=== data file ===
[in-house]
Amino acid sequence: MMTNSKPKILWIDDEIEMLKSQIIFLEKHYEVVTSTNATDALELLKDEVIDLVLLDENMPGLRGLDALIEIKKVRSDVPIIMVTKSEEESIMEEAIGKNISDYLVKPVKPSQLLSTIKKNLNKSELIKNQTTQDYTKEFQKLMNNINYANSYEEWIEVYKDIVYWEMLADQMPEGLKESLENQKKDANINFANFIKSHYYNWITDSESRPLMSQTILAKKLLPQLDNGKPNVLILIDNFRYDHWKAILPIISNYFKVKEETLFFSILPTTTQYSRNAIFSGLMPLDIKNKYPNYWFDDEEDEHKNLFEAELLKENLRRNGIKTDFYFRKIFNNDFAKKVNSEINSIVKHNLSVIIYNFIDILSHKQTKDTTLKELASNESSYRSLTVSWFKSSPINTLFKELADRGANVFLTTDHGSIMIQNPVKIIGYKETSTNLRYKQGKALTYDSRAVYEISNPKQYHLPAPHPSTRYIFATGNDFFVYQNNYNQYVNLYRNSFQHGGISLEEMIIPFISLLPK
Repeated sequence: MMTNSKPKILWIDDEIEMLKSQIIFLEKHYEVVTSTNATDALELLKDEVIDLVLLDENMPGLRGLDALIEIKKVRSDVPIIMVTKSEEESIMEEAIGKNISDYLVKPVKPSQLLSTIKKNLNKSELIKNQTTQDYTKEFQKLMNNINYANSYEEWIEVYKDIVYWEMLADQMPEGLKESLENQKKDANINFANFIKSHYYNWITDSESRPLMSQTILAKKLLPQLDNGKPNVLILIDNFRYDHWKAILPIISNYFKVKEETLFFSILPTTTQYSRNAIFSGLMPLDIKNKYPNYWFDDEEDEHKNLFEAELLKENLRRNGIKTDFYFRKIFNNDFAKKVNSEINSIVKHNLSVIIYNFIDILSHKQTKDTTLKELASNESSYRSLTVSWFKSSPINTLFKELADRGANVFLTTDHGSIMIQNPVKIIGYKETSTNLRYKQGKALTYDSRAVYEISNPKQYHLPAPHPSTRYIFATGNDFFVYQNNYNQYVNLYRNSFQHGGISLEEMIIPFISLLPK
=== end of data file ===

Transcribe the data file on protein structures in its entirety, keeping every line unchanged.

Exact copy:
[in-house]
Amino acid sequence: MMTNSKPKILWIDDEIEMLKSQIIFLEKHYEVVTSTNATDALELLKDEVIDLVLLDENMPGLRGLDALIEIKKVRSDVPIIMVTKSEEESIMEEAIGKNISDYLVKPVKPSQLLSTIKKNLNKSELIKNQTTQDYTKEFQKLMNNINYANSYEEWIEVYKDIVYWEMLADQMPEGLKESLENQKKDANINFANFIKSHYYNWITDSESRPLMSQTILAKKLLPQLDNGKPNVLILIDNFRYDHWKAILPIISNYFKVKEETLFFSILPTTTQYSRNAIFSGLMPLDIKNKYPNYWFDDEEDEHKNLFEAELLKENLRRNGIKTDFYFRKIFNNDFAKKVNSEINSIVKHNLSVIIYNFIDILSHKQTKDTTLKELASNESSYRSLTVSWFKSSPINTLFKELADRGANVFLTTDHGSIMIQNPVKIIGYKETSTNLRYKQGKALTYDSRAVYEISNPKQYHLPAPHPSTRYIFATGNDFFVYQNNYNQYVNLYRNSFQHGGISLEEMIIPFISLLPK
Repeated sequence: MMTNSKPKILWIDDEIEMLKSQIIFLEKHYEVVTSTNATDALELLKDEVIDLVLLDENMPGLRGLDALIEIKKVRSDVPIIMVTKSEEESIMEEAIGKNISDYLVKPVKPSQLLSTIKKNLNKSELIKNQTTQDYTKEFQKLMNNINYANSYEEWIEVYKDIVYWEMLADQMPEGLKESLENQKKDANINFANFIKSHYYNWITDSESRPLMSQTILAKKLLPQLDNGKPNVLILIDNFRYDHWKAILPIISNYFKVKEETLFFSILPTTTQYSRNAIFSGLMPLDIKNKYPNYWFDDEEDEHKNLFEAELLKENLRRNGIKTDFYFRKIFNNDFAKKVNSEINSIVKHNLSVIIYNFIDILSHKQTKDTTLKELASNESSYRSLTVSWFKSSPINTLFKELADRGANVFLTTDHGSIMIQNPVKIIGYKETSTNLRYKQGKALTYDSRAVYEISNPKQYHLPAPHPSTRYIFATGNDFFVYQNNYNQYVNLYRNSFQHGGISLEEMIIPFISLLPK